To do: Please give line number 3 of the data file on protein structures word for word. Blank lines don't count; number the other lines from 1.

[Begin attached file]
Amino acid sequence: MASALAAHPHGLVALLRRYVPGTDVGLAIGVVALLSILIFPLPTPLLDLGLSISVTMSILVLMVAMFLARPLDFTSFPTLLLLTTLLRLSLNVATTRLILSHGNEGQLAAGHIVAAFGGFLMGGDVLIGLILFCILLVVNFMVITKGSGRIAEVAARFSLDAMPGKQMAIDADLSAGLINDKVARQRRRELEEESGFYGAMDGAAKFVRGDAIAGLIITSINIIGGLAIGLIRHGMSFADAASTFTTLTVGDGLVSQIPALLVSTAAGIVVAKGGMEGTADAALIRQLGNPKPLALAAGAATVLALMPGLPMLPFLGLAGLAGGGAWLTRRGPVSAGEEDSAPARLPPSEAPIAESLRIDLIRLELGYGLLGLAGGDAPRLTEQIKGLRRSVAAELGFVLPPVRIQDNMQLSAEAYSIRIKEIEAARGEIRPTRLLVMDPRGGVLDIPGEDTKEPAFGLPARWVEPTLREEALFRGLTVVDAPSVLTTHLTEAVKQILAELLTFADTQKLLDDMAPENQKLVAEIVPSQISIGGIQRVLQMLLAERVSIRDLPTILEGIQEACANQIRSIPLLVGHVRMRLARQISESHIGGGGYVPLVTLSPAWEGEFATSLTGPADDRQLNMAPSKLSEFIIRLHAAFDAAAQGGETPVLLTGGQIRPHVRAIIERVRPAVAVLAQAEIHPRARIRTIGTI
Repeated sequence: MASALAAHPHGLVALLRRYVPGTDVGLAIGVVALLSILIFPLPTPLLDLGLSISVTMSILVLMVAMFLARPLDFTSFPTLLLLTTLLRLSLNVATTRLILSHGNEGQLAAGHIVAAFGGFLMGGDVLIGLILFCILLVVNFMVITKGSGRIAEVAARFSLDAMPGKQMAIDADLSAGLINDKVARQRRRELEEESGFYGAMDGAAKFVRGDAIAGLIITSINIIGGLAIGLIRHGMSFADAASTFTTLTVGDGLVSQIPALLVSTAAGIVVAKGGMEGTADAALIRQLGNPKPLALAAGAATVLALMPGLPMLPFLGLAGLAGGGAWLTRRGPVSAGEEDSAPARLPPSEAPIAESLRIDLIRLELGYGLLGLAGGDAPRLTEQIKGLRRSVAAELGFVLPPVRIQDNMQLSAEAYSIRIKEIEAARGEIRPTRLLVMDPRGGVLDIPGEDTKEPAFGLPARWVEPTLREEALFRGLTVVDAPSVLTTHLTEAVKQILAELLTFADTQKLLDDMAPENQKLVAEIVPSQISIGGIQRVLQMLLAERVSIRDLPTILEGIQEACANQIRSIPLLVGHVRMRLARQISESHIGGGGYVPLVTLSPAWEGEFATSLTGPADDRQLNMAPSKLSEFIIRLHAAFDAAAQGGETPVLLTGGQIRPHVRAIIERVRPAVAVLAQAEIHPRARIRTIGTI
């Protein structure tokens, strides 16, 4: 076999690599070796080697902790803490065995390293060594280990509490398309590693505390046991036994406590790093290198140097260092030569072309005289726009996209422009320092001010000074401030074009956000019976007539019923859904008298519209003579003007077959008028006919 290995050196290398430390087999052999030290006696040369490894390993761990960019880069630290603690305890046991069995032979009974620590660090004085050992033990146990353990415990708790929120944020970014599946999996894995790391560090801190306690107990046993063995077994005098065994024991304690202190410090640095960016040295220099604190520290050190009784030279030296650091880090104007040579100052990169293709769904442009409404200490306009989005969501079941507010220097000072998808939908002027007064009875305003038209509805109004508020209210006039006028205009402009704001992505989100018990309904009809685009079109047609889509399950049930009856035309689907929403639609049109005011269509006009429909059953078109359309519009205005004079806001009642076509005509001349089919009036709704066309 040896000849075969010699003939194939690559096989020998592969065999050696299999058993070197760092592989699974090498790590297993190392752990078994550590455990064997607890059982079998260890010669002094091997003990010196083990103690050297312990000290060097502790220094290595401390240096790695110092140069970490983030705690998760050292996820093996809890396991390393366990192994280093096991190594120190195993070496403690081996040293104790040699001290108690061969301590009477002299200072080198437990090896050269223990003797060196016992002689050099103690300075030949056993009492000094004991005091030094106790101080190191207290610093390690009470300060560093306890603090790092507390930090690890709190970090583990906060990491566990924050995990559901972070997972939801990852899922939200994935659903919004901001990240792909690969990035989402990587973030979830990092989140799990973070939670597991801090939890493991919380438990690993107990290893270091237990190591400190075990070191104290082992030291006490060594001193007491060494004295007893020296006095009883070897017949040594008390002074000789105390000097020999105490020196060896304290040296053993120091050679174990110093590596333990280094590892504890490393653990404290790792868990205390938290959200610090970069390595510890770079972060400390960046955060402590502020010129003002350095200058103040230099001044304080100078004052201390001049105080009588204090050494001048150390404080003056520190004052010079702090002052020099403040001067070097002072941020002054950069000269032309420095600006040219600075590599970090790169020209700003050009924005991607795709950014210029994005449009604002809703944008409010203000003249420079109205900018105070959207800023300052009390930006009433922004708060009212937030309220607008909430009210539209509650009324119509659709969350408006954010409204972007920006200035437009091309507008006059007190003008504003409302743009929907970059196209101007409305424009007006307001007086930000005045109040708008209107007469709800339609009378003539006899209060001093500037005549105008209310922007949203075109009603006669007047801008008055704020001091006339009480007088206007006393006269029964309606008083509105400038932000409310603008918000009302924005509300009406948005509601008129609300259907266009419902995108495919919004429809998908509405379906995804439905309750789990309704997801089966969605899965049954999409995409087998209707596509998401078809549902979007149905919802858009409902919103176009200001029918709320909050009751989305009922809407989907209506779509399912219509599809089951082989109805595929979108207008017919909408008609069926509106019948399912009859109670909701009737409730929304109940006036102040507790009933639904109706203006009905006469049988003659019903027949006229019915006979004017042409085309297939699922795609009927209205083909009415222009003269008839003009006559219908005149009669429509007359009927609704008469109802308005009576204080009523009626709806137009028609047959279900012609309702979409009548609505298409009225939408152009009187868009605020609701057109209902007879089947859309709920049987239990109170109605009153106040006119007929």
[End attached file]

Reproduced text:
């Protein structure tokens, strides 16, 4: 076999690599070796080697902790803490065995390293060594280990509490398309590693505390046991036994406590790093290198140097260092030569072309005289726009996209422009320092001010000074401030074009956000019976007539019923859904008298519209003579003007077959008028006919 290995050196290398430390087999052999030290006696040369490894390993761990960019880069630290603690305890046991069995032979009974620590660090004085050992033990146990353990415990708790929120944020970014599946999996894995790391560090801190306690107990046993063995077994005098065994024991304690202190410090640095960016040295220099604190520290050190009784030279030296650091880090104007040579100052990169293709769904442009409404200490306009989005969501079941507010220097000072998808939908002027007064009875305003038209509805109004508020209210006039006028205009402009704001992505989100018990309904009809685009079109047609889509399950049930009856035309689907929403639609049109005011269509006009429909059953078109359309519009205005004079806001009642076509005509001349089919009036709704066309 040896000849075969010699003939194939690559096989020998592969065999050696299999058993070197760092592989699974090498790590297993190392752990078994550590455990064997607890059982079998260890010669002094091997003990010196083990103690050297312990000290060097502790220094290595401390240096790695110092140069970490983030705690998760050292996820093996809890396991390393366990192994280093096991190594120190195993070496403690081996040293104790040699001290108690061969301590009477002299200072080198437990090896050269223990003797060196016992002689050099103690300075030949056993009492000094004991005091030094106790101080190191207290610093390690009470300060560093306890603090790092507390930090690890709190970090583990906060990491566990924050995990559901972070997972939801990852899922939200994935659903919004901001990240792909690969990035989402990587973030979830990092989140799990973070939670597991801090939890493991919380438990690993107990290893270091237990190591400190075990070191104290082992030291006490060594001193007491060494004295007893020296006095009883070897017949040594008390002074000789105390000097020999105490020196060896304290040296053993120091050679174990110093590596333990280094590892504890490393653990404290790792868990205390938290959200610090970069390595510890770079972060400390960046955060402590502020010129003002350095200058103040230099001044304080100078004052201390001049105080009588204090050494001048150390404080003056520190004052010079702090002052020099403040001067070097002072941020002054950069000269032309420095600006040219600075590599970090790169020209700003050009924005991607795709950014210029994005449009604002809703944008409010203000003249420079109205900018105070959207800023300052009390930006009433922004708060009212937030309220607008909430009210539209509650009324119509659709969350408006954010409204972007920006200035437009091309507008006059007190003008504003409302743009929907970059196209101007409305424009007006307001007086930000005045109040708008209107007469709800339609009378003539006899209060001093500037005549105008209310922007949203075109009603006669007047801008008055704020001091006339009480007088206007006393006269029964309606008083509105400038932000409310603008918000009302924005509300009406948005509601008129609300259907266009419902995108495919919004429809998908509405379906995804439905309750789990309704997801089966969605899965049954999409995409087998209707596509998401078809549902979007149905919802858009409902919103176009200001029918709320909050009751989305009922809407989907209506779509399912219509599809089951082989109805595929979108207008017919909408008609069926509106019948399912009859109670909701009737409730929304109940006036102040507790009933639904109706203006009905006469049988003659019903027949006229019915006979004017042409085309297939699922795609009927209205083909009415222009003269008839003009006559219908005149009669429509007359009927609704008469109802308005009576204080009523009626709806137009028609047959279900012609309702979409009548609505298409009225939408152009009187868009605020609701057109209902007879089947859309709920049987239990109170109605009153106040006119007929």